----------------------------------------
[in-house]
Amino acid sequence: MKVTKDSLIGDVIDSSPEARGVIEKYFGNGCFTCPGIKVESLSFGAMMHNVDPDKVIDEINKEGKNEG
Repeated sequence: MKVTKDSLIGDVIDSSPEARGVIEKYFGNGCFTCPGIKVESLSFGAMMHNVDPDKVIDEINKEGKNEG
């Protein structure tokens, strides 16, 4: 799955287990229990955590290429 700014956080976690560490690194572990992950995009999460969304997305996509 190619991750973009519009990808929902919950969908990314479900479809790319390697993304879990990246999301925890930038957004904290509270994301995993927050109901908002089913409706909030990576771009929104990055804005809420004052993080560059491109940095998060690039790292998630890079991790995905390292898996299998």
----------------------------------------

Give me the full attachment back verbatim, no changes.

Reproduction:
[in-house]
Amino acid sequence: MKVTKDSLIGDVIDSSPEARGVIEKYFGNGCFTCPGIKVESLSFGAMMHNVDPDKVIDEINKEGKNEG
Repeated sequence: MKVTKDSLIGDVIDSSPEARGVIEKYFGNGCFTCPGIKVESLSFGAMMHNVDPDKVIDEINKEGKNEG
């Protein structure tokens, strides 16, 4: 799955287990229990955590290429 700014956080976690560490690194572990992950995009999460969304997305996509 190619991750973009519009990808929902919950969908990314479900479809790319390697993304879990990246999301925890930038957004904290509270994301995993927050109901908002089913409706909030990576771009929104990055804005809420004052993080560059491109940095998060690039790292998630890079991790995905390292898996299998």